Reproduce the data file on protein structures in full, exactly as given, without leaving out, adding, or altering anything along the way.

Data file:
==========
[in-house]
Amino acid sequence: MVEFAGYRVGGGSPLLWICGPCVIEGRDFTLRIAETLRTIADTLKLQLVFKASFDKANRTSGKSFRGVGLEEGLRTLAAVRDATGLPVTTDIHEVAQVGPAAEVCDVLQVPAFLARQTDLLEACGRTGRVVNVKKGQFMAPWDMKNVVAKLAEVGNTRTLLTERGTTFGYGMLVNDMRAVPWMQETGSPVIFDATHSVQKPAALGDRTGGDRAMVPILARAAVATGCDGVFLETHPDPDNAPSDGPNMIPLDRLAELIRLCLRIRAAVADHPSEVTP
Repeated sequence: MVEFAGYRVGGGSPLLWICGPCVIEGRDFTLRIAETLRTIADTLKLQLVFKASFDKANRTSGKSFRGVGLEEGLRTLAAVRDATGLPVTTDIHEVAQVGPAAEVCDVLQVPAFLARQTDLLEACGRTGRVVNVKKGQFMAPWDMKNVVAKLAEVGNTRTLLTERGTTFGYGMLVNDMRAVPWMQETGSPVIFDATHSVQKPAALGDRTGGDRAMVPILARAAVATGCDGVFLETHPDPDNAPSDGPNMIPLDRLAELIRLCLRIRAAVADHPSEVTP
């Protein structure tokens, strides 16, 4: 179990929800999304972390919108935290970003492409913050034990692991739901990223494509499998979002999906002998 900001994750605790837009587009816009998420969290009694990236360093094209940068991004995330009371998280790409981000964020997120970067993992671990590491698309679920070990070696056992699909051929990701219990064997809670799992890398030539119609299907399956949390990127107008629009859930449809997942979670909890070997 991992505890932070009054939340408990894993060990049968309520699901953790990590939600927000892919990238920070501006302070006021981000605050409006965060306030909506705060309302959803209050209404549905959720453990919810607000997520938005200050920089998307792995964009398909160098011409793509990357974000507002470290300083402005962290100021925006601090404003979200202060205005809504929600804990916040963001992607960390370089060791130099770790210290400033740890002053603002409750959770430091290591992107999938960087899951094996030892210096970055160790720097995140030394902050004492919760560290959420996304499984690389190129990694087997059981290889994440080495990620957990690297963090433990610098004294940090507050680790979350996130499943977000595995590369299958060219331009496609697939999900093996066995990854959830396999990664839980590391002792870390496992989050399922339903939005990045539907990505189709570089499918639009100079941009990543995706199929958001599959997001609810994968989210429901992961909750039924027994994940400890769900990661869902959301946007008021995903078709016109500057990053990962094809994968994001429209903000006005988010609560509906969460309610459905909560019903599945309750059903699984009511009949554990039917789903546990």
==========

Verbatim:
[in-house]
Amino acid sequence: MVEFAGYRVGGGSPLLWICGPCVIEGRDFTLRIAETLRTIADTLKLQLVFKASFDKANRTSGKSFRGVGLEEGLRTLAAVRDATGLPVTTDIHEVAQVGPAAEVCDVLQVPAFLARQTDLLEACGRTGRVVNVKKGQFMAPWDMKNVVAKLAEVGNTRTLLTERGTTFGYGMLVNDMRAVPWMQETGSPVIFDATHSVQKPAALGDRTGGDRAMVPILARAAVATGCDGVFLETHPDPDNAPSDGPNMIPLDRLAELIRLCLRIRAAVADHPSEVTP
Repeated sequence: MVEFAGYRVGGGSPLLWICGPCVIEGRDFTLRIAETLRTIADTLKLQLVFKASFDKANRTSGKSFRGVGLEEGLRTLAAVRDATGLPVTTDIHEVAQVGPAAEVCDVLQVPAFLARQTDLLEACGRTGRVVNVKKGQFMAPWDMKNVVAKLAEVGNTRTLLTERGTTFGYGMLVNDMRAVPWMQETGSPVIFDATHSVQKPAALGDRTGGDRAMVPILARAAVATGCDGVFLETHPDPDNAPSDGPNMIPLDRLAELIRLCLRIRAAVADHPSEVTP
């Protein structure tokens, strides 16, 4: 179990929800999304972390919108935290970003492409913050034990692991739901990223494509499998979002999906002998 900001994750605790837009587009816009998420969290009694990236360093094209940068991004995330009371998280790409981000964020997120970067993992671990590491698309679920070990070696056992699909051929990701219990064997809670799992890398030539119609299907399956949390990127107008629009859930449809997942979670909890070997 991992505890932070009054939340408990894993060990049968309520699901953790990590939600927000892919990238920070501006302070006021981000605050409006965060306030909506705060309302959803209050209404549905959720453990919810607000997520938005200050920089998307792995964009398909160098011409793509990357974000507002470290300083402005962290100021925006601090404003979200202060205005809504929600804990916040963001992607960390370089060791130099770790210290400033740890002053603002409750959770430091290591992107999938960087899951094996030892210096970055160790720097995140030394902050004492919760560290959420996304499984690389190129990694087997059981290889994440080495990620957990690297963090433990610098004294940090507050680790979350996130499943977000595995590369299958060219331009496609697939999900093996066995990854959830396999990664839980590391002792870390496992989050399922339903939005990045539907990505189709570089499918639009100079941009990543995706199929958001599959997001609810994968989210429901992961909750039924027994994940400890769900990661869902959301946007008021995903078709016109500057990053990962094809994968994001429209903000006005988010609560509906969460309610459905909560019903599945309750059903699984009511009949554990039917789903546990």